What's Wrong With You (Fat Possum). Then we were entertained by Bettye Lavette - more soul than blues, but a phenomenal showstopper and, as her finale, she brought on two of the previous evening's stars, the venerable Pinetop Perkins (who pianistically, and politically - he calls George W., ‘The Tree’ ...from the neck still in fine fettle at 85, going on 90) and Carey Bell, the greatest living harmonica player. Bettye herself is of the ‘never knowingly under emotes’ school, but, here, that seemed fitting. The blues men were all magical.

 Ken Vandermark School Days/Oren Marshall & Cor Fuhler, Purcell Room, South Bank Centre (November / London Jazz Festival)
     Ken Vandermark's core achievement has been to hit the ground running, and, in a relatively short career, revitalise the Chicago improvised scene, put it in touch with hot beds of activity in Europe, while simultaneously celebrating some of America's less celebrated wonders such as Joe McPhee, Chicago hero Fred Anderson, as well as the late Frank wright, and, remarkably, the UK's Joe Harriott
(only now getting belated, sadly late, attention here). Ken was heard here with hugely impressive / expressive trombonist Jeb Bishop, a regular cohort,and a brace of brilliant Scandinavians. The use of vibes and a generally more studied feel made this less full throttle but no less fascinating than some of his Free Jazz Classics programmes. Oren Marshall, a marvellous UK tuba player (Estelle), played a quiet and demandingly intense first set with Dutch pianist Cor Fuhler.

The Monk Project, The Monk Liberation Front, Pizza Express FreeStage, Royal Festival Hall (November / London Jazz Festival)
     In which all of Monk’s compositions were played, over 6 hours by a changing cast of expert improvisors. At the heart of the project, pianist Jonathan Gee, saxophonist Tony Kofi ( who blew beyond the call of duty), and composer Philip Clark, who added an original, Monk inspired piece. Only the substitution of Evan Parker, from the original Festival brochure disappointed - how would he have circular breathed, or growled, his way around, say, ‘Misterioso’? - but since his replacement seemed to be the inventive Chris Biscoe all was forgiven. Good to report a sighting of rarebird (these days) brilliant vibesman Orphy Robinson too. A treat. And free.


Joe McPhee/Paul Hession Tour
     Joe McPhee's first visit to the UK for 24 years. Four thrilling concerts in London, Liverpool, Leeds & Newcastle (see above). Joe is a player who responds to his surroundings - in his positioning, movements, stance. Apart from finding these concerts as fascinating as an aural experience, as any I've attended, they were interesting in visual and interactive (non computer sense) ways. That is the joy of seeing improvisors as accomplished as this over a period of days - not just once.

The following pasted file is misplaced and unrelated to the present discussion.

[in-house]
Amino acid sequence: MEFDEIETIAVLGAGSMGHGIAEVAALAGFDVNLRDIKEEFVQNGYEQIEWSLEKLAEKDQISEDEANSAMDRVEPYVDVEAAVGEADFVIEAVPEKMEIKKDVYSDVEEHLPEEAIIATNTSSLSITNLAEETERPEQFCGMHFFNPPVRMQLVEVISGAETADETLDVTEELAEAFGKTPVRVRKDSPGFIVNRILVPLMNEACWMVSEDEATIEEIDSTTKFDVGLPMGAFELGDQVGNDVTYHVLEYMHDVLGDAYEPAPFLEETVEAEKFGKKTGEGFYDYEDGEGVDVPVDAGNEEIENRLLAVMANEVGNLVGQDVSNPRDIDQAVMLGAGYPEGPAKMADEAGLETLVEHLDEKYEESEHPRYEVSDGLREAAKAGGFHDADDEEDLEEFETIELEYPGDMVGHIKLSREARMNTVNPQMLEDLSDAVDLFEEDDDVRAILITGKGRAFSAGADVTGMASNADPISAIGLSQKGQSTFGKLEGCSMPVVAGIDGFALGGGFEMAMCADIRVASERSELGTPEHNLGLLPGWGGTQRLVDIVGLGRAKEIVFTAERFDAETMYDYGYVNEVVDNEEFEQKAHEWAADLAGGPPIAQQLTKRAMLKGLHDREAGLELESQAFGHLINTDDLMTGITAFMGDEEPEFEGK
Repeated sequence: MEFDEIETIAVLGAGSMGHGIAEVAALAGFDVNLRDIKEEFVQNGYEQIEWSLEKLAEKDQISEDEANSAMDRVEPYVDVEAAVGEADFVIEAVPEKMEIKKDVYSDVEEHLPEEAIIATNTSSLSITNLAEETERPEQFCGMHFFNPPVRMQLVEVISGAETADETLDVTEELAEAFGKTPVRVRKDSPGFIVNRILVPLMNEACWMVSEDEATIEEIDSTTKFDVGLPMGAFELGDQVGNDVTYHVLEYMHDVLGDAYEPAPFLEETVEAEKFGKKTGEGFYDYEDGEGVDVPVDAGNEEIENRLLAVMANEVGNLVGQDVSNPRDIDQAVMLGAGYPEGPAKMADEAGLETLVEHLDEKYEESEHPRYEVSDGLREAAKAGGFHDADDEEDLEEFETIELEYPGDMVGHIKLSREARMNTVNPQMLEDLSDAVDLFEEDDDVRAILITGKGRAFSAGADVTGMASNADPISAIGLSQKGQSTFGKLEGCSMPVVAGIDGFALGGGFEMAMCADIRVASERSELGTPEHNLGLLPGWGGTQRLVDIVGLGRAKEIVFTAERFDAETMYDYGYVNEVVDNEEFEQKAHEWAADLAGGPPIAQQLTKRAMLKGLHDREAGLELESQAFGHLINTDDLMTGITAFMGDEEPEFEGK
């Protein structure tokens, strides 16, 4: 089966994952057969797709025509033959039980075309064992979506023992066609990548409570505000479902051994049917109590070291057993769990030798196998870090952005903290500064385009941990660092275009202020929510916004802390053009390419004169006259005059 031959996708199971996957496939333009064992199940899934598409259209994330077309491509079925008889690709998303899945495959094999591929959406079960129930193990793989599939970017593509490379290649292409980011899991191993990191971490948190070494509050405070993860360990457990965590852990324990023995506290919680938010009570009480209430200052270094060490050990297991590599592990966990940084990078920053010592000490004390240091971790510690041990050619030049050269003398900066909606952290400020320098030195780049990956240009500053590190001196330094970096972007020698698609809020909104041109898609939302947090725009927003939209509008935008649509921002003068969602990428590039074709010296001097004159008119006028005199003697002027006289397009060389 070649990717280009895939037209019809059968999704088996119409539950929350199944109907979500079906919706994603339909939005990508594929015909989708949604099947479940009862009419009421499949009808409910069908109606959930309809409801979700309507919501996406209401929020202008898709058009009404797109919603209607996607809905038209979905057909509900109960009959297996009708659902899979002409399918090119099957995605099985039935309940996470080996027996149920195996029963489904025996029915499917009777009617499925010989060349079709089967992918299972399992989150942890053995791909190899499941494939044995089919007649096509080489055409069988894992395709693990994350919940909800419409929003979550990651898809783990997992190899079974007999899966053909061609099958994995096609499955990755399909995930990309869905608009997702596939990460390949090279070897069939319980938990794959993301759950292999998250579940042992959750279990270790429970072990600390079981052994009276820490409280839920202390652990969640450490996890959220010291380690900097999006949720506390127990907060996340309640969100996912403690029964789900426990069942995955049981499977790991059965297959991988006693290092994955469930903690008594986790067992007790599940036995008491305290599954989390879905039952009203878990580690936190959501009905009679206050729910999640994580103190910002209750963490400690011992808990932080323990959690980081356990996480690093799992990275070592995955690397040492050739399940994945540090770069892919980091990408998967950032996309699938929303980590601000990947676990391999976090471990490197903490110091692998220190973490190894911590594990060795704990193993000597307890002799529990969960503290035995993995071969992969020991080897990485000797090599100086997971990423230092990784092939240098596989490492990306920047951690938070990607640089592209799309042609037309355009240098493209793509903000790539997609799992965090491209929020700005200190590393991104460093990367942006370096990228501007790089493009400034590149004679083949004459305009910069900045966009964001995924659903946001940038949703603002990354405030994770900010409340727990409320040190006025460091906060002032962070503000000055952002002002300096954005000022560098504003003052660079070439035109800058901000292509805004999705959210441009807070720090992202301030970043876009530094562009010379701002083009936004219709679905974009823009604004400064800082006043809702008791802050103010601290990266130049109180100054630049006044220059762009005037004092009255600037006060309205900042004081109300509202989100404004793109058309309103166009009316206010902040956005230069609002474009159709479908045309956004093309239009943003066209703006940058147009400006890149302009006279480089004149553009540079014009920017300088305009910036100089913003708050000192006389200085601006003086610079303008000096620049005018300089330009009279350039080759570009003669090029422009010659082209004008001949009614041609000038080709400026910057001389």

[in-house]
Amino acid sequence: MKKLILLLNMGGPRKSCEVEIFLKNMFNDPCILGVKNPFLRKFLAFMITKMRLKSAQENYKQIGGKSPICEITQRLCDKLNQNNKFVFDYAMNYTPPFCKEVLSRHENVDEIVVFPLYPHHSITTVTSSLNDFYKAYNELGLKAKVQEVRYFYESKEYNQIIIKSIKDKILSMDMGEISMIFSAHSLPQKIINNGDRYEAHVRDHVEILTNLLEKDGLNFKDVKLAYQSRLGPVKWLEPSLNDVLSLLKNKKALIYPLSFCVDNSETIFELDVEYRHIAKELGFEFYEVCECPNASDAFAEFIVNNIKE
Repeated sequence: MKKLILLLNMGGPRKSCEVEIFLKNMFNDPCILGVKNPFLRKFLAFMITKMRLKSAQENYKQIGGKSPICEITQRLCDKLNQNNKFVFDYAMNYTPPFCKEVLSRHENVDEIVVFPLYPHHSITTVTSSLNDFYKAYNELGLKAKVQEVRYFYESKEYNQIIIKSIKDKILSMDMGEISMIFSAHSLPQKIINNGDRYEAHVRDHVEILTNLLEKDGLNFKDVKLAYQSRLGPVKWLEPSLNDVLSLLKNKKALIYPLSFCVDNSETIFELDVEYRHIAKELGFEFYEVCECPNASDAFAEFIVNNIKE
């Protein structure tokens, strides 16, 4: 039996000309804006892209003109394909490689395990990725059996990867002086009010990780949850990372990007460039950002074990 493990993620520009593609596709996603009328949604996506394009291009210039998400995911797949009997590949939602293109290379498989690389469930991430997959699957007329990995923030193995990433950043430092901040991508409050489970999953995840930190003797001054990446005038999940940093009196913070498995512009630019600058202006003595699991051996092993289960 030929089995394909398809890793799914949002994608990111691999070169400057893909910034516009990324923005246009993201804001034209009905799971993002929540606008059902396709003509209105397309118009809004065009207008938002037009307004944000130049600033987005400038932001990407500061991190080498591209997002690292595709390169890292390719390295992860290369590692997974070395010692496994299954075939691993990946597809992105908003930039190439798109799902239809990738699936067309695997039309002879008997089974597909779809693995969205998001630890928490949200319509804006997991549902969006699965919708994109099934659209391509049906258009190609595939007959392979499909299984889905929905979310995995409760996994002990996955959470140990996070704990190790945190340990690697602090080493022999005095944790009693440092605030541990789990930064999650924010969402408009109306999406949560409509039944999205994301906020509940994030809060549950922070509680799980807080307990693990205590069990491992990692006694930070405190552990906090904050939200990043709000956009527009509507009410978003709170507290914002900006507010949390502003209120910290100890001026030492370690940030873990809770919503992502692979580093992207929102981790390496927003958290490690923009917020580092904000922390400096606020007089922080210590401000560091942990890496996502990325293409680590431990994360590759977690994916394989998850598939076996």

Iron, The Royal Court, London  (Feb)
     A searing prison drame, with Sandy McDade as imprisoned murderess Fay, visited by her daughter, for the first time, after 15 years inside. After putting this list together I learnt that Sandy McDade had won Best Actress in the
Evening Standard Drama Awards. I'm not surprised. I was within touching distance of the cold metallic stage and could feel the anguished energy expended by all the astonishing cast, but especially McDade (there's a hunger strike scene of terrible power). Amazingly there were two performances a day.

Eva Hesse, Tate Modern, London (early 2003)
     I found this far more stimulating than I expected. Things of wonder in some of the smaller pieces as well as the later, tubular, decaying ones. An interesting comparison with Anya Gallaccio in the treatment of ephemerality/decay. It was a treat to see such a quantity of this beautiful (often humorous) work, while it can still be seen close to how it looked when it was created.

After Mrs Rochester, The Lyric, Hammersmith (May)
Evening Standard Award winner (Polly Teale). The company are Shared Experience and Jean Rhys, on whose writing of Wide Sargasso Sea the play is based, was, was wonderfully played by Diana Quick and (young Jean) Madelaine Pottere,but everyone is excellent. There is no room to do it justice here. Some of its themes are people and stories suppressed and liberated. As far as my own obsessions go (mind your own business but...) it always occurs to me, what with her Creole background, rediscovery, ‘kept’ periods, problems with alcohol, occasional jail experiences, belief in voodoo, and her birth date, how closely Jean Rhys’ life resembles those of some of the great blues men and women (even hints of ‘imposters/impersonators’). Appropriated/stolen lives. Discuss. Or not.

Anti War Marches, London  ( Sept 2002, Feb 2003, March 2003, Nov 2003, Central London + local London events)
     I went on four, and various smaller protests. The one big march I missed - I was in hospital having a major league blood transfusion. Not an option for a lot of Tony's victims. Camaraderie, music, costume, witty slogans, inventive transportation, the widest social, age, & racial range I've ever seen in my life, and just
more people than ever before anywhere... And I hate crowds normally. The only thing was - it didn't stop our blood stained, arms dealing leaders from their killing spree. Here's a plan. Next time - don't go past Downing Street. Man wants a Big Conversation. And we could all take a tuba or trombone for Estelle. You're all tainted. Resign. Their man at The UN helped train the 3-i6 Battalion. Half of them are Iran Contra War Criminals. That's who Tony's blood price was paid for - by everyone but Tony. These people go back to My Lai and beyond. I warned you Estelle, I wrote to you a year ago when you were on Question Time and didn't seem to know anything, so I told you about Negroponte, and Poindexter, and Cheney, and you wrote and said it was very confusing but there'd be a UN resolution that'd make it all OK, but there wasn't and now you're back in Government saying you don't know much about music but you'd like kids to play bass instruments - and I'm maybe being a silly person but one day maybe you'll get a job you know something about but, anyroad, thanks for writing back and, hey, let's talk trombones...

            © Stephen Middleton 2003